Category Archives: Personal Observations

Why Do Ugandans Hate Trees?

The buzz of chainsaws is ringing in my ears as I write this. I live in Kampala, next door to a large lot that was a school up until about a month ago, lush with big trees and flowering bushes. The trees are frequent hosts to numerous falcons, weavers, turacos, gonaleks and a number of other birds, in addition to countless butterflies and lizards. I have always envied the green shadiness of those school grounds when I compare it to the sparse compound in which I live.

But recently the mzungus who ran the school moved out, and within just a few weeks, the chainsaws have decimated most of what once lived on those beautiful grounds. Continue reading

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What if it was my son?

Hearing their stories was heartbreaking. I have heard and read many similar stories, but it was different hearing it directly from the boys who were involved. Seeing their scars made it all the more real. One young man, who had been in captivity for almost 15 years, showed where he had been shot through the back when he was 9 years old. The scar on his belly from the exit wound was massive. Nine years old.

One thought has been running through my head ever since. What if it was my son? Continue reading

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A Thought for Beauty

It seems callous to talk about the value of beauty in a country where so many are struggling just to survive. Maslow’s hierarchy of needs rules out appreciation of beauty until a person’s more basic needs (food, water, shelter) are satisfied. However, how long can you wait to focus on preserving beauty until it is all gone? Continue reading

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An Eye for an Eye, A Head for a Pig

Vigilante justice is a big thing here in Uganda. There are frequent reports about thieves on the streets of Kampala being killed by a crowd, and it is recommended that if you hit a pedestrian with your car you should keep driving to the nearest police station to report the incident there, as the bystanders might attack you if you stop. I have seen crowds chasing someone down the street with a sinking feeling in my gut, just hoping they will make it to a police station to turn themselves in before the mob gets them.

There are any number of problems with vigilante justice. The response, as in this case of the pilfered pig, is often outlandishly disproportional. It bypasses any type of “due process.” I could potentially point to a random person in a crowd and yell “THIEF!” and the crowd could pounce. It also perpetuates the notion that violence is the best solution.

What I often wonder when I read reports about vigilante justice, is why. Why can a group of people so quickly turn into a mob? Why are people who have no personal stake in a situation so ready to kill someone for an offence that may or may not have even happened? Continue reading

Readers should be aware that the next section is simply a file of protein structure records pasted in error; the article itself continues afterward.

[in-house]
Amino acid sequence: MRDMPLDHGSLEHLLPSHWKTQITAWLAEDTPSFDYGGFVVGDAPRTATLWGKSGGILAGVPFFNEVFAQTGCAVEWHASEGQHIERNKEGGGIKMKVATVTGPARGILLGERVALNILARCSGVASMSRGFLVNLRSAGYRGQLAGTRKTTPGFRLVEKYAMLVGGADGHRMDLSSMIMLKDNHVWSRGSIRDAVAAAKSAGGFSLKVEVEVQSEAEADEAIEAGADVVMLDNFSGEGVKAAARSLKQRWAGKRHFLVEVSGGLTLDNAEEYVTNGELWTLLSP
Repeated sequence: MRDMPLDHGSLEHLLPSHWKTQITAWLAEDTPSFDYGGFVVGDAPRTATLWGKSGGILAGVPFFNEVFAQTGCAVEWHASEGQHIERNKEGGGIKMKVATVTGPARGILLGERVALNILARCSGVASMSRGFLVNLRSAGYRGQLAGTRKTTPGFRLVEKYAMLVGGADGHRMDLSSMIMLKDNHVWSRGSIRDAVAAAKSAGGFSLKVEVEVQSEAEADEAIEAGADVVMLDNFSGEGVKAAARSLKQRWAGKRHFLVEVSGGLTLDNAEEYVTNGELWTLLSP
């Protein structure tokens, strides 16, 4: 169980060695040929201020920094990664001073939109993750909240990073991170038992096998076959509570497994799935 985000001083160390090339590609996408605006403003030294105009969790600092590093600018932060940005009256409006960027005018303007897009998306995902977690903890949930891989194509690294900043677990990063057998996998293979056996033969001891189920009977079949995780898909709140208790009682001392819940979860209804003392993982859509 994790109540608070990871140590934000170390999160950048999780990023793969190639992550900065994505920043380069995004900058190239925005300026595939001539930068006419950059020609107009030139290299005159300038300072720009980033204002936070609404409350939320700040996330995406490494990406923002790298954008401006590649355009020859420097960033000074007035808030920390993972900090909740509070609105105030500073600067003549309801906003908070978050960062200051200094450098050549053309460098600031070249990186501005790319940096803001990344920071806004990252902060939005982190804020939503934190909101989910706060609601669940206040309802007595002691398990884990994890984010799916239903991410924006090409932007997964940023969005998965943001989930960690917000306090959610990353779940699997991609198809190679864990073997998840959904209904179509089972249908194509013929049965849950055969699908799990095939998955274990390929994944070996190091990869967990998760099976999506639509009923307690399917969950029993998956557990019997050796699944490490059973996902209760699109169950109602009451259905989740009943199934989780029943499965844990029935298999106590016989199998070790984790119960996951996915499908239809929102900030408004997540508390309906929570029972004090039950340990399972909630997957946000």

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Pre-Traumatic Stress Disorder

What does it do to one’s psyche to live in a perpetual state of insecurity? To feel like you can’t count on having any future, much less one of your own designing? The phrase that came into my head this morning was “pre-traumatic stress disorder.” This term gained some traction last year in relation to Nidal Malik Hasan, the U.S. Army psychiatrist who went on a shooting rampage after receiving orders to deploy to Iraq. Continue reading

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Gay Porn in Church

Check out this recent article from Associate Press: Ugandan anti-gay pastor airs gay porn in church The Associated Press Sunday, Feb. 21, 2010 | 12:28 a.m. A Ugandan pastor is showing gay pornography at church to try to garner support … Continue reading

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Crackdown in Kampala

Last week the Uganda Police impounded over 1,400 boda-bodas, and the number is rising. Continue reading

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Tapping Into Twilight Mania

Werewolves are cool. And by extension, now, Quileutes are cool also. But it might be time for them to sharpen their claws a bit. A recent article in the New York Times by Angela Riley exposes the fact that while many people are profiting from Quileute culture right now, the tribe is not. Continue reading

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Avatar – More of the Same

I am always happy to see a movie where “people” who are lovers of nature are the good guys. However, once again, we are told that the only way for “good” to win is to be just as violent and bloody as the “enemy.” Continue reading

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